Instead of hanging on to ideas, beliefs, and even people that are no longer healthy for them, they trust their judgement to let go of negative forces in their lives.  Especially in terms of relationships, they subscribe to The Relationship Prayer which goes:

 I will grant myself the ability to trust the healthy people in my life … 

To set limits with, or let go of, the negative ones … 

And to have the wisdom to know the DIFFERENCE!

 2.  Positive people don’t just have a good day – they make a good day.

Waiting, hoping and wishing seldom have a place in the vocabulary of positive individuals. Rather, they use strong words that are pro-active and not reactive. Passivity leads to a lack of involvement, while positive people get very involved in constructing their lives. They work to make changes to feel better in tough times rather than wish their feelings away.

3. For the positive person, the past stays in the past.

Good and bad memories alike stay where they belong – in the past where they happened. They don’t spend much time pining for the good ol’ days because they are too busy making new memories now. The negative pulls from the past are used not for self-flagellation or unproductive regret, but rather productive regret where they use lessons learned as stepping stones towards a better future.

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4. Show me a positive person and I can show you a grateful person.

The most positive people are the most grateful people.  They do not focus on the potholes of their lives.  They focus on the pot of gold that awaits them every day, with new smells, sights, feelings and experiences.  They see life as a treasure chest full of wonder.

5. Rather than being stuck in their limitations, positive people are energized by their possibilities.

Optimistic people focus on what they can do, not what they can’t do.  They are not fooled to think that there is a perfect solution to every problem, and are confident that there are many solutions and possibilities.  They are not afraid to attempt new solutions to old problems, rather than spin their wheels expecting things to be different this time.  They refuse to be like Charlie Brown expecting that this time Lucy will not pull the football from him!

6. Positive people do not let their fears interfere with their lives!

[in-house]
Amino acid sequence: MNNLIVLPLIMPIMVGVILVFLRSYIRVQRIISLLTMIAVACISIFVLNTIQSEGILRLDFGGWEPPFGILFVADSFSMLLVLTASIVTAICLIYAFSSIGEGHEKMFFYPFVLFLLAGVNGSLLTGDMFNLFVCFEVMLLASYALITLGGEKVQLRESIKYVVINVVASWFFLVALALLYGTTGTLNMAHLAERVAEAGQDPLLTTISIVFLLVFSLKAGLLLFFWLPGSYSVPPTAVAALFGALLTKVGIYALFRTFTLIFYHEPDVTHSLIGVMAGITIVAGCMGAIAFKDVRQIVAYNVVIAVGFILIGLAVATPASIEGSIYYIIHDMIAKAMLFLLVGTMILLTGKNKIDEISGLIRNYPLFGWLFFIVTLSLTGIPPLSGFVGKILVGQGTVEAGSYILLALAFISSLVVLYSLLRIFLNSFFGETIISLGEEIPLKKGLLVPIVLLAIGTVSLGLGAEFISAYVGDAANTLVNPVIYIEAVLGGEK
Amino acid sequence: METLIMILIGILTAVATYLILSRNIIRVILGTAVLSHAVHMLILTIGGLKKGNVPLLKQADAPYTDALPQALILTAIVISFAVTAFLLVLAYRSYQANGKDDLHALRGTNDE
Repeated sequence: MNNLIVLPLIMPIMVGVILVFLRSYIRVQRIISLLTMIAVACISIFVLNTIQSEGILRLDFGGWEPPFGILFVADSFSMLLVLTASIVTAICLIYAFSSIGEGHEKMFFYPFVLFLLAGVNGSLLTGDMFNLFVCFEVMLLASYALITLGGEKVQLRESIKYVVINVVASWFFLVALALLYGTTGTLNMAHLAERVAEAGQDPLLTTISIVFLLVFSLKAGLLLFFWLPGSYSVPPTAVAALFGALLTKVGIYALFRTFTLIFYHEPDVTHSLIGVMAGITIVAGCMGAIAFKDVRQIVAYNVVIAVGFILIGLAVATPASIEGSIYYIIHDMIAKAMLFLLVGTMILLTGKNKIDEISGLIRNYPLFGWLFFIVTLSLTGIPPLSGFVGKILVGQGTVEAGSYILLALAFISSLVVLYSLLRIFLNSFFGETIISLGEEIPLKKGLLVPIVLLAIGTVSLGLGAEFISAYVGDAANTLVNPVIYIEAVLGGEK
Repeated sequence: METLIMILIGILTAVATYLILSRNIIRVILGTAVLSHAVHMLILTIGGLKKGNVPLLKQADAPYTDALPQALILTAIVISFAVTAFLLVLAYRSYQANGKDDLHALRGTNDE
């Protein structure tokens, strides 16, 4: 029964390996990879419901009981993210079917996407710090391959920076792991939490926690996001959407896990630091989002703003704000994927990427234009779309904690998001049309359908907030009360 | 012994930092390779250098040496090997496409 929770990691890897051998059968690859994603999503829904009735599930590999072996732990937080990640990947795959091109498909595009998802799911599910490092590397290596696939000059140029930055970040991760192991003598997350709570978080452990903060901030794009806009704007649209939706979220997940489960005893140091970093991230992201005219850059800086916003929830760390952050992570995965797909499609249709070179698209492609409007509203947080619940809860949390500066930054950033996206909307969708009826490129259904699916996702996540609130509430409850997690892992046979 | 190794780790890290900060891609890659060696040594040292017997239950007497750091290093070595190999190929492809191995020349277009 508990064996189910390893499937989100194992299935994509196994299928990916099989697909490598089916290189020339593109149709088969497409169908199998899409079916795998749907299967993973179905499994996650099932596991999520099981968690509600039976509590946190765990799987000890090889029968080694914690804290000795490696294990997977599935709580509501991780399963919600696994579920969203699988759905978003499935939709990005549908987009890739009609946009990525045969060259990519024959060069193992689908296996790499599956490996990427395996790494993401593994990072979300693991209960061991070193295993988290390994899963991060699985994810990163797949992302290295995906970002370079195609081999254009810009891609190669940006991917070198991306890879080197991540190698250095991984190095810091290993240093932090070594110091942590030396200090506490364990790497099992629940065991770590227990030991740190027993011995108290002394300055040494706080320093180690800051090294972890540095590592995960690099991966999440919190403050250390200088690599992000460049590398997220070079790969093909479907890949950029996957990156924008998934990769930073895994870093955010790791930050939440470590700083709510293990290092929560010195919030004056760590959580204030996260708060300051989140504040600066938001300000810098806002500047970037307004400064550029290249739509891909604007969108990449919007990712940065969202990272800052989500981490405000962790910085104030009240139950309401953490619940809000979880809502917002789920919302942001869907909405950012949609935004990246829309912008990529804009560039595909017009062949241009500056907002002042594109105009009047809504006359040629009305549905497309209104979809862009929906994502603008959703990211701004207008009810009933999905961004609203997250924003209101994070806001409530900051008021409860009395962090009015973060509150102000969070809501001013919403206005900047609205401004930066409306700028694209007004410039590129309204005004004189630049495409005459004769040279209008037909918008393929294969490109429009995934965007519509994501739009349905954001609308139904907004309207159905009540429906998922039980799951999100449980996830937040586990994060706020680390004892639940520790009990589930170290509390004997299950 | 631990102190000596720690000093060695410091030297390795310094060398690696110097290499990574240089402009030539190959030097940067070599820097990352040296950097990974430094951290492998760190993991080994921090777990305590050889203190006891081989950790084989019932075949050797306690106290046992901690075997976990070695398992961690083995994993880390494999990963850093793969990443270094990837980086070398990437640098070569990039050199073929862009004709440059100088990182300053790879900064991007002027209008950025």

Positive people have observed that those who are defined and pulled back by their fears never really truly live a full life. While proceeding with appropriate caution, they do not let fear keep them from trying new things. They realize that even failures are necessary steps for a successful life. They have confidence that they can get back up when they are knocked down by life events or their own mistakes, due to a strong belief in their personal resilience.

7. Positive people smile a lot!

When you feel positive on the inside it is like you are smiling from within, and these smiles are contagious. Furthermore, the more others are with positive people, the more they tend to smile too! They see the lightness in life, and have a sense of humor even when it is about themselves. Positive people have a high degree of self-respect, but refuse to take themselves too seriously!

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8. People who are positive are great communicators.

They realize that assertive, confident communication is the only way to connect with others in everyday life.  They avoid judgmental, angry interchanges, and do not let someone else’s blow up give them a reason to react in kind. Rather, they express themselves with tact and finesse.  They also refuse to be non-assertive and let people push them around. They refuse to own problems that belong to someone else.

9. Positive people realize that if you live long enough, there are times for great pain and sadness.

One of the most common misperceptions about positive people is that to be positive, you must always be happy. This can not be further from the truth. Anyone who has any depth at all is certainly not happy all the time.  Being sad, angry, disappointed are all essential emotions in life. How else would you ever develop empathy for others if you lived a life of denial and shallow emotions? Positive people do not run from the gamut of emotions, and accept that part of the healing process is to allow themselves to experience all types of feelings, not only the happy ones. A positive person always holds the hope that there is light at the end of the darkness.  

10. Positive person are empowered people – they refuse to blame others and are not victims in life.

Positive people seek the help and support of others who are supportive and safe.They limit interactions with those who are toxic in any manner, even if it comes to legal action and physical estrangement such as in the case of abuse. They have identified their own basic human rights, and they respect themselves too much to play the part of a victim. There is no place for holding grudges with a positive mindset. Forgiveness helps positive people become better, not bitter.

How about you?  How many habits of positive people do you personally find in yourself?  If you lack even a few of these 10 essential habits, you might find that the expected treasure at the end of the rainbow was not all that it was cracked up to be. How could it — if you keep on bringing a negative attitude around?

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I wish you well in keeping positive, because as we all know, there is certainly nothing positive about being negative!

Featured photo credit: Janaína Castelo Branco via flickr.com